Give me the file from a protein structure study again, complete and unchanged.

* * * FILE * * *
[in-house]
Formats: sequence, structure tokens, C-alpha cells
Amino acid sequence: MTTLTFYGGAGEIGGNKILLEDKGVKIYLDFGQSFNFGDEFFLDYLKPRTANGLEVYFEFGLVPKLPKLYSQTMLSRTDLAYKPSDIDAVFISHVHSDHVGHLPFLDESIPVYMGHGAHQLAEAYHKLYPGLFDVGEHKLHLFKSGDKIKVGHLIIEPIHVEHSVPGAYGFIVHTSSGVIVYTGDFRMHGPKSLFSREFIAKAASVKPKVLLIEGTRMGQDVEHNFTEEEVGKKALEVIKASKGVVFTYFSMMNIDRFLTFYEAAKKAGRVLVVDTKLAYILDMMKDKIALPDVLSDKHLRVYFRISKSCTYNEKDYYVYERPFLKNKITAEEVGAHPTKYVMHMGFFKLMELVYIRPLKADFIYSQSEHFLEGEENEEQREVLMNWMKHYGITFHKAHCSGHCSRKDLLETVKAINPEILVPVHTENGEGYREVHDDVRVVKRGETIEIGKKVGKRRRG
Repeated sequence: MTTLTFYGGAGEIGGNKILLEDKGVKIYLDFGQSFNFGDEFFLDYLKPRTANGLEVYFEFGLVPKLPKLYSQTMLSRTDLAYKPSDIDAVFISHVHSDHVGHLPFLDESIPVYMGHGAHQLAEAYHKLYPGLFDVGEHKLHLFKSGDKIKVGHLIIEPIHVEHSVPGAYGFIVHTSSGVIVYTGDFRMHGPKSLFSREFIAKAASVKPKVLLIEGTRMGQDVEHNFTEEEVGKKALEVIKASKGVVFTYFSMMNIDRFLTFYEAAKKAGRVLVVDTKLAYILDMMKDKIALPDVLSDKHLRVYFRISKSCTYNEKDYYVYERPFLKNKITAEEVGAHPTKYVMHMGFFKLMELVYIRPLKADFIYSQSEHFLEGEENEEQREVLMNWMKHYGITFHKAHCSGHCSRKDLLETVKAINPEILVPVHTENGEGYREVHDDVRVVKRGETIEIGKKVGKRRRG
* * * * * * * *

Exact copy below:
[in-house]
Formats: sequence, structure tokens, C-alpha cells
Amino acid sequence: MTTLTFYGGAGEIGGNKILLEDKGVKIYLDFGQSFNFGDEFFLDYLKPRTANGLEVYFEFGLVPKLPKLYSQTMLSRTDLAYKPSDIDAVFISHVHSDHVGHLPFLDESIPVYMGHGAHQLAEAYHKLYPGLFDVGEHKLHLFKSGDKIKVGHLIIEPIHVEHSVPGAYGFIVHTSSGVIVYTGDFRMHGPKSLFSREFIAKAASVKPKVLLIEGTRMGQDVEHNFTEEEVGKKALEVIKASKGVVFTYFSMMNIDRFLTFYEAAKKAGRVLVVDTKLAYILDMMKDKIALPDVLSDKHLRVYFRISKSCTYNEKDYYVYERPFLKNKITAEEVGAHPTKYVMHMGFFKLMELVYIRPLKADFIYSQSEHFLEGEENEEQREVLMNWMKHYGITFHKAHCSGHCSRKDLLETVKAINPEILVPVHTENGEGYREVHDDVRVVKRGETIEIGKKVGKRRRG
Repeated sequence: MTTLTFYGGAGEIGGNKILLEDKGVKIYLDFGQSFNFGDEFFLDYLKPRTANGLEVYFEFGLVPKLPKLYSQTMLSRTDLAYKPSDIDAVFISHVHSDHVGHLPFLDESIPVYMGHGAHQLAEAYHKLYPGLFDVGEHKLHLFKSGDKIKVGHLIIEPIHVEHSVPGAYGFIVHTSSGVIVYTGDFRMHGPKSLFSREFIAKAASVKPKVLLIEGTRMGQDVEHNFTEEEVGKKALEVIKASKGVVFTYFSMMNIDRFLTFYEAAKKAGRVLVVDTKLAYILDMMKDKIALPDVLSDKHLRVYFRISKSCTYNEKDYYVYERPFLKNKITAEEVGAHPTKYVMHMGFFKLMELVYIRPLKADFIYSQSEHFLEGEENEEQREVLMNWMKHYGITFHKAHCSGHCSRKDLLETVKAINPEILVPVHTENGEGYREVHDDVRVVKRGETIEIGKKVGKRRRG